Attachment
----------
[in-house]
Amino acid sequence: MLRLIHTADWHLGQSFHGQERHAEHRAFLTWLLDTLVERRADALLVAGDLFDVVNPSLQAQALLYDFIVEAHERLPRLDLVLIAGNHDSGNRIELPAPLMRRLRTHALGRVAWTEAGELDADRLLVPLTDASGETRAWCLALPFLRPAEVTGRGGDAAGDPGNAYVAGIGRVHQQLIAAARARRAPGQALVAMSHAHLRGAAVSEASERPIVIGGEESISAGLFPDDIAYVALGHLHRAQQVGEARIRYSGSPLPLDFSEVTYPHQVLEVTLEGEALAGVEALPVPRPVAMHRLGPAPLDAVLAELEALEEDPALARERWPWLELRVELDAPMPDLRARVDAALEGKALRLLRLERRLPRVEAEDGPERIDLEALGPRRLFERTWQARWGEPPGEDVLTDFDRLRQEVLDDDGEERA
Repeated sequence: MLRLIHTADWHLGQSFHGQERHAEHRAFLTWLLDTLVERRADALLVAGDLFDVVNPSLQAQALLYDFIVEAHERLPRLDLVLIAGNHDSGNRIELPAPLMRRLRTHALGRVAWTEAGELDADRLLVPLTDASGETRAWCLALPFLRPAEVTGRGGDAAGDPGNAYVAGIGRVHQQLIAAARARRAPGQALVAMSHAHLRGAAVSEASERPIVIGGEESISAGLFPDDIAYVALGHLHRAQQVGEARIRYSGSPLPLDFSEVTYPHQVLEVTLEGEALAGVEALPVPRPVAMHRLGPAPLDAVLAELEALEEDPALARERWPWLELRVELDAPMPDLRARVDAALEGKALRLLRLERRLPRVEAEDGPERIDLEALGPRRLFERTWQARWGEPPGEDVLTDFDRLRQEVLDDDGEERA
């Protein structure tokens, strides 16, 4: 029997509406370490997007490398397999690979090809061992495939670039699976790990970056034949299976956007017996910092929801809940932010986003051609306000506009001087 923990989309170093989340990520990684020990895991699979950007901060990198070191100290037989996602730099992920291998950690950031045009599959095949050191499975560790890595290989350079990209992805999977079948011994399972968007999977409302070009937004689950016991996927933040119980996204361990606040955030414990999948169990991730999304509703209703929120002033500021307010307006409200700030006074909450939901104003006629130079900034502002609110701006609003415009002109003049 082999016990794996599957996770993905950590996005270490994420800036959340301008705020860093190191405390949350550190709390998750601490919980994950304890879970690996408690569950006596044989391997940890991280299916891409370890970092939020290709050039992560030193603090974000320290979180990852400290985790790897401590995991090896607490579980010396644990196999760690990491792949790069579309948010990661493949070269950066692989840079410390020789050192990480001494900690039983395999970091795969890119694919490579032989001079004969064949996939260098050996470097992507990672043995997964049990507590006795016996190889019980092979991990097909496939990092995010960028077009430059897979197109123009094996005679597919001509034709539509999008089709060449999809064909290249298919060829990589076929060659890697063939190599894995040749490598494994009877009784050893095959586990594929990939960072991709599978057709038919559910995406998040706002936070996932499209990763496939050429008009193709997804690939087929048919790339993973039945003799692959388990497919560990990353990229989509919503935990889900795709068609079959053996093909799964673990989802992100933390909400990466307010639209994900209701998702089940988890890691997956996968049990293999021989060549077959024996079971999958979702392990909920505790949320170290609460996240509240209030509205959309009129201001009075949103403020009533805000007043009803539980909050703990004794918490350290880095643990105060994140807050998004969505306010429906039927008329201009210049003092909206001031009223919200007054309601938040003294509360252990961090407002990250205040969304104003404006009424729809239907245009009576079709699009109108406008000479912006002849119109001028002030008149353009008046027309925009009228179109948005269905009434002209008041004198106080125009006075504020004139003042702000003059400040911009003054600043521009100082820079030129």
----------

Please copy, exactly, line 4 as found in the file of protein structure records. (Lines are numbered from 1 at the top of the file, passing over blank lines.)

């Protein structure tokens, strides 16, 4: 029997509406370490997007490398397999690979090809061992495939670039699976790990970056034949299976956007017996910092929801809940932010986003051609306000506009001087 923990989309170093989340990520990684020990895991699979950007901060990198070191100290037989996602730099992920291998950690950031045009599959095949050191499975560790890595290989350079990209992805999977079948011994399972968007999977409302070009937004689950016991996927933040119980996204361990606040955030414990999948169990991730999304509703209703929120002033500021307010307006409200700030006074909450939901104003006629130079900034502002609110701006609003415009002109003049 082999016990794996599957996770993905950590996005270490994420800036959340301008705020860093190191405390949350550190709390998750601490919980994950304890879970690996408690569950006596044989391997940890991280299916891409370890970092939020290709050039992560030193603090974000320290979180990852400290985790790897401590995991090896607490579980010396644990196999760690990491792949790069579309948010990661493949070269950066692989840079410390020789050192990480001494900690039983395999970091795969890119694919490579032989001079004969064949996939260098050996470097992507990672043995997964049990507590006795016996190889019980092979991990097909496939990092995010960028077009430059897979197109123009094996005679597919001509034709539509999008089709060449999809064909290249298919060829990589076929060659890697063939190599894995040749490598494994009877009784050893095959586990594929990939960072991709599978057709038919559910995406998040706002936070996932499209990763496939050429008009193709997804690939087929048919790339993973039945003799692959388990497919560990990353990229989509919503935990889900795709068609079959053996093909799964673990989802992100933390909400990466307010639209994900209701998702089940988890890691997956996968049990293999021989060549077959024996079971999958979702392990909920505790949320170290609460996240509240209030509205959309009129201001009075949103403020009533805000007043009803539980909050703990004794918490350290880095643990105060994140807050998004969505306010429906039927008329201009210049003092909206001031009223919200007054309601938040003294509360252990961090407002990250205040969304104003404006009424729809239907245009009576079709699009109108406008000479912006002849119109001028002030008149353009008046027309925009009228179109948005269905009434002209008041004198106080125009006075504020004139003042702000003059400040911009003054600043521009100082820079030129």